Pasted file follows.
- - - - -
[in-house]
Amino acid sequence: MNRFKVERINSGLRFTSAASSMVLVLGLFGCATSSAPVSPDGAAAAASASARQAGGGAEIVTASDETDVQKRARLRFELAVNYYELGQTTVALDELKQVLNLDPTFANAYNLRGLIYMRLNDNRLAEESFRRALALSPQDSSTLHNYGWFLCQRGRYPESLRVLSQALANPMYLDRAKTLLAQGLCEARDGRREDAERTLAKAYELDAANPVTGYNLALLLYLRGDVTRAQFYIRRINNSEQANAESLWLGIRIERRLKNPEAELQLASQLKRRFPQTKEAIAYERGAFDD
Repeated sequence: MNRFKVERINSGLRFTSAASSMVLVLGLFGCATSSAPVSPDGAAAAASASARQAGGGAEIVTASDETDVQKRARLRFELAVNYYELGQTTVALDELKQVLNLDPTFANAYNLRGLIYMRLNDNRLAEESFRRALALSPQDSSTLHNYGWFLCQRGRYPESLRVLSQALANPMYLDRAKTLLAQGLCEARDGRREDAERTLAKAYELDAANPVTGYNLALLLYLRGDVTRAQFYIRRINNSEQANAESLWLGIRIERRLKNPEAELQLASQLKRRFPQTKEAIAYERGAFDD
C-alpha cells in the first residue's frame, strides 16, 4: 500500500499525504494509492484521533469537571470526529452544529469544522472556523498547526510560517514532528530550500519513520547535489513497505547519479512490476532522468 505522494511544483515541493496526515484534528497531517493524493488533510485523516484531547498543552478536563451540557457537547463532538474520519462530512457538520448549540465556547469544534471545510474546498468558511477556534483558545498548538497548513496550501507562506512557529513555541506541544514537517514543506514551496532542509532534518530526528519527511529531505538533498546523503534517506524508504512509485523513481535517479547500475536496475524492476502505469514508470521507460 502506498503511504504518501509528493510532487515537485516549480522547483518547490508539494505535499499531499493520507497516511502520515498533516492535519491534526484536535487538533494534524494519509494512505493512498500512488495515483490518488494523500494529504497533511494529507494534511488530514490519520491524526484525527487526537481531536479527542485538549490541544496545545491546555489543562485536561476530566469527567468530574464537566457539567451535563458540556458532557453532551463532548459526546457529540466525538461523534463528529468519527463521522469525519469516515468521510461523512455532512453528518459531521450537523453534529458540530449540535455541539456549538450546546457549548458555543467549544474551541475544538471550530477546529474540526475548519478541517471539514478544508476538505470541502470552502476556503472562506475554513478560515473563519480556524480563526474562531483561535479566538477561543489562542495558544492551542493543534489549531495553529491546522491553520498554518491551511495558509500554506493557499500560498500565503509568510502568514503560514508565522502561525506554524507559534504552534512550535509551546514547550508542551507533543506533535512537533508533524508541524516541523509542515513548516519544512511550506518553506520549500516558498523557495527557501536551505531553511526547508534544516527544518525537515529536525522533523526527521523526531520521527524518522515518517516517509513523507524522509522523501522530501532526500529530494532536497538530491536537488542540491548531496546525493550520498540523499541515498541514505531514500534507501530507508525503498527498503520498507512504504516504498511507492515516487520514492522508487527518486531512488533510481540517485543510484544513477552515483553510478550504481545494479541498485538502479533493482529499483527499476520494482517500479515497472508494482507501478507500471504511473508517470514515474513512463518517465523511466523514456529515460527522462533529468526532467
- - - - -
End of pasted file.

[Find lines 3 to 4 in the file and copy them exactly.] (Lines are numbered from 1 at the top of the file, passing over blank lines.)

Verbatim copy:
Repeated sequence: MNRFKVERINSGLRFTSAASSMVLVLGLFGCATSSAPVSPDGAAAAASASARQAGGGAEIVTASDETDVQKRARLRFELAVNYYELGQTTVALDELKQVLNLDPTFANAYNLRGLIYMRLNDNRLAEESFRRALALSPQDSSTLHNYGWFLCQRGRYPESLRVLSQALANPMYLDRAKTLLAQGLCEARDGRREDAERTLAKAYELDAANPVTGYNLALLLYLRGDVTRAQFYIRRINNSEQANAESLWLGIRIERRLKNPEAELQLASQLKRRFPQTKEAIAYERGAFDD
C-alpha cells in the first residue's frame, strides 16, 4: 500500500499525504494509492484521533469537571470526529452544529469544522472556523498547526510560517514532528530550500519513520547535489513497505547519479512490476532522468 505522494511544483515541493496526515484534528497531517493524493488533510485523516484531547498543552478536563451540557457537547463532538474520519462530512457538520448549540465556547469544534471545510474546498468558511477556534483558545498548538497548513496550501507562506512557529513555541506541544514537517514543506514551496532542509532534518530526528519527511529531505538533498546523503534517506524508504512509485523513481535517479547500475536496475524492476502505469514508470521507460 502506498503511504504518501509528493510532487515537485516549480522547483518547490508539494505535499499531499493520507497516511502520515498533516492535519491534526484536535487538533494534524494519509494512505493512498500512488495515483490518488494523500494529504497533511494529507494534511488530514490519520491524526484525527487526537481531536479527542485538549490541544496545545491546555489543562485536561476530566469527567468530574464537566457539567451535563458540556458532557453532551463532548459526546457529540466525538461523534463528529468519527463521522469525519469516515468521510461523512455532512453528518459531521450537523453534529458540530449540535455541539456549538450546546457549548458555543467549544474551541475544538471550530477546529474540526475548519478541517471539514478544508476538505470541502470552502476556503472562506475554513478560515473563519480556524480563526474562531483561535479566538477561543489562542495558544492551542493543534489549531495553529491546522491553520498554518491551511495558509500554506493557499500560498500565503509568510502568514503560514508565522502561525506554524507559534504552534512550535509551546514547550508542551507533543506533535512537533508533524508541524516541523509542515513548516519544512511550506518553506520549500516558498523557495527557501536551505531553511526547508534544516527544518525537515529536525522533523526527521523526531520521527524518522515518517516517509513523507524522509522523501522530501532526500529530494532536497538530491536537488542540491548531496546525493550520498540523499541515498541514505531514500534507501530507508525503498527498503520498507512504504516504498511507492515516487520514492522508487527518486531512488533510481540517485543510484544513477552515483553510478550504481545494479541498485538502479533493482529499483527499476520494482517500479515497472508494482507501478507500471504511473508517470514515474513512463518517465523511466523514456529515460527522462533529468526532467